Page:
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Tuesday, May 28, 2013

Climate disruption will cause accelerating ecosystem destruction

A new study from the Cooperative Institute for Research in Environmental Sciences (CIRES) ominously finds that as the planet warms, Earth’s climate zones – such as the equatorial monsoonal zone, the polar tundra zone, and cold arid desert zone – not only keep shifting, but they will shift at an accelerating pace. 

Pace of shifts in climate regions increases with global temperature, published in the journal Nature Climate Change, finds that for an initial two degrees Celsius of warming, about 5 percent of Earth’s land area shifts to a new climate zone.  But the pace of change quickens for the next two degrees of warming - an additional, staggerring 10 percent of the land area shifts to a new climate zone. 

The paper says that certain regions, such as northern middle and high latitudes, will undergo more changes than other regions like the tropics. The coldest climate zones of the planet are decreasing; dry regions are increasing; and a large fraction of land area is changing from cool summers to hot summers.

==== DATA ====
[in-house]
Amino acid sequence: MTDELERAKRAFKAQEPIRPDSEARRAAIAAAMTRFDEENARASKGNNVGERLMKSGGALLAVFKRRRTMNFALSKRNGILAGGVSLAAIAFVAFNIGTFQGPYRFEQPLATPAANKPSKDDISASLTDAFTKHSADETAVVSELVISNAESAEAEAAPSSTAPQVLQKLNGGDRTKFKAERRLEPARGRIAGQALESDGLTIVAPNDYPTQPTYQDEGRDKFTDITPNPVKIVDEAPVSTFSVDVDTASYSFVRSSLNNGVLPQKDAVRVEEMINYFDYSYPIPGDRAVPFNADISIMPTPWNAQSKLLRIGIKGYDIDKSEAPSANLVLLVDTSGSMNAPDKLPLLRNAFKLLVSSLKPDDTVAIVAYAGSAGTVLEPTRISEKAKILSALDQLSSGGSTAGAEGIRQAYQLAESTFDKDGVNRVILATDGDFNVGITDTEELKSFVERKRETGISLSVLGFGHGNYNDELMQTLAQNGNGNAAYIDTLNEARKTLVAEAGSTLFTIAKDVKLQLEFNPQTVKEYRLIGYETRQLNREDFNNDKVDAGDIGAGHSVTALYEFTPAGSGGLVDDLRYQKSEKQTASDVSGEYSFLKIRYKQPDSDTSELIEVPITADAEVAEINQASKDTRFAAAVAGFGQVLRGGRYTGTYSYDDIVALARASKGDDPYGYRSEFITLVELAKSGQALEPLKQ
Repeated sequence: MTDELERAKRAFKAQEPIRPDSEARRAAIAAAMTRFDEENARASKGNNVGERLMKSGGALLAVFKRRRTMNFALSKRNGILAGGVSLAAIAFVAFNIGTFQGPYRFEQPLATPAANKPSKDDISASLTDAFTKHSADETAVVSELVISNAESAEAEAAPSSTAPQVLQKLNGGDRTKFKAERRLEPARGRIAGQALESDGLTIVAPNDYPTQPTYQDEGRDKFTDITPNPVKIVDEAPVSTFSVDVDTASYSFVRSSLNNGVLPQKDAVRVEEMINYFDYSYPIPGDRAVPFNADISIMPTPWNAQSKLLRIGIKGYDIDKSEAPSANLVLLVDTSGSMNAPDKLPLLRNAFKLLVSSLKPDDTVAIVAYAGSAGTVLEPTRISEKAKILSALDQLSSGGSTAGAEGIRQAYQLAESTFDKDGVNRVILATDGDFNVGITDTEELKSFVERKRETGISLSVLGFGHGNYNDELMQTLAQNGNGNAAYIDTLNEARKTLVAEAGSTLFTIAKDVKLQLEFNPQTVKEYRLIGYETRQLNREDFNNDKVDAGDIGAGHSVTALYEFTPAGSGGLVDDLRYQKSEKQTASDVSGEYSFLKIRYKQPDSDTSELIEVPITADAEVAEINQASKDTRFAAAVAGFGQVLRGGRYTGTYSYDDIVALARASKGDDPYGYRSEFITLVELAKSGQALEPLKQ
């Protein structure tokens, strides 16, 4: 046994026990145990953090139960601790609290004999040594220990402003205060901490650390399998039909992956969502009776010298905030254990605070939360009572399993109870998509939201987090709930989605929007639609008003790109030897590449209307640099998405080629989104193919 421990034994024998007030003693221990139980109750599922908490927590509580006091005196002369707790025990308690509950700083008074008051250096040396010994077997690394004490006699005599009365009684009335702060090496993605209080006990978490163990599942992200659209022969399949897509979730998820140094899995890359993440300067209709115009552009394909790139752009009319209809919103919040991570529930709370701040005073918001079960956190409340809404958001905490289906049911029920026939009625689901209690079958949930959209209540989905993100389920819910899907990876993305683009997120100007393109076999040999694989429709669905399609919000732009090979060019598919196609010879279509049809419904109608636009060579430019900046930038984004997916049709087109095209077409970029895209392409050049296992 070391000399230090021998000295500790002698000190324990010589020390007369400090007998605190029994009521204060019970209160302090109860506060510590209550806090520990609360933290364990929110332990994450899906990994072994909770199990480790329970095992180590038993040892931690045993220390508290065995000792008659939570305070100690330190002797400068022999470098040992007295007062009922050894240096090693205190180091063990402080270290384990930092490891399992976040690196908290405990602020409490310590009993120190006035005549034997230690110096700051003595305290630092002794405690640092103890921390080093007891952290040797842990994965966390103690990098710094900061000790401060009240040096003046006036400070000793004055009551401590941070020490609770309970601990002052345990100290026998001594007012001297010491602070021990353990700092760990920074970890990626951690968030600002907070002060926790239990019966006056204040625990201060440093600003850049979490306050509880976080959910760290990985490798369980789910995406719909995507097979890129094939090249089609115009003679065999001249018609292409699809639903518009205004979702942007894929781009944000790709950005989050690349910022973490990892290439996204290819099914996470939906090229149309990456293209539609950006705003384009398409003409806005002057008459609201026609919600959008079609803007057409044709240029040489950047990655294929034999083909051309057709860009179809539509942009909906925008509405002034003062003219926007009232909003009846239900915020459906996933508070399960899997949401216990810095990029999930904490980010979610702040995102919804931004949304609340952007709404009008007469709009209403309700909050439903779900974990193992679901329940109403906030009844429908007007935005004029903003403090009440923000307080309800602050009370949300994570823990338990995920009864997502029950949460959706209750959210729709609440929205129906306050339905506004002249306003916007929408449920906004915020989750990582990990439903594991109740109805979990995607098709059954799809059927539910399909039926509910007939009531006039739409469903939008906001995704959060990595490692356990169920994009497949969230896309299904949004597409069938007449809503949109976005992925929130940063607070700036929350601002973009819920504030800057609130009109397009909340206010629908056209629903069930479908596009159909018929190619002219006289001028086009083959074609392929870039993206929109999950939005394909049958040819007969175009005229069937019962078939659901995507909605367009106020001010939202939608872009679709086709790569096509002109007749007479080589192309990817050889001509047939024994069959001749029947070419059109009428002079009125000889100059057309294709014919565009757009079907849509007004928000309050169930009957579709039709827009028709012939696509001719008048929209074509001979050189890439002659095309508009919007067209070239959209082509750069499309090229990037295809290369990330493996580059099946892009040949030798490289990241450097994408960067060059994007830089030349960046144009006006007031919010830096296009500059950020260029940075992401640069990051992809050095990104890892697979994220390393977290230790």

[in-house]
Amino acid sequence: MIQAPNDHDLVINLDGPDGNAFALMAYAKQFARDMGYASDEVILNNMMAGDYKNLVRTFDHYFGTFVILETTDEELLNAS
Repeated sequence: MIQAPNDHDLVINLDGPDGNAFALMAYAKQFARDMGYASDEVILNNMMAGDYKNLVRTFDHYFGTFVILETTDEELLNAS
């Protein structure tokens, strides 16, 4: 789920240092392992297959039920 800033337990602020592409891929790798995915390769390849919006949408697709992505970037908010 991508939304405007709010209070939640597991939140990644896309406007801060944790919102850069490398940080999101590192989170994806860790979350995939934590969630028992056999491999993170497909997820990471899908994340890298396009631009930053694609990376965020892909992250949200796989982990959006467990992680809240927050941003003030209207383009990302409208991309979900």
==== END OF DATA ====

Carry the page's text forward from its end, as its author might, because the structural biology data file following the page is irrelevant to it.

The effect of these shifts will be that the species inhabiting each zone will have little time to adapt to climatic change, leading to massive ecosystem upheaval.  The results echo another recent study that finds that half of all plants and a third of all animal species are at risk of dramatic declines due to climate disruption.

The world is on track for 6 degrees Celsius – 11 degrees  Fahrenheit – of warming by 2100. The impacts - in the lifetimes of our grandchildren - will simply be unimaginable. Will we allow it to happen?

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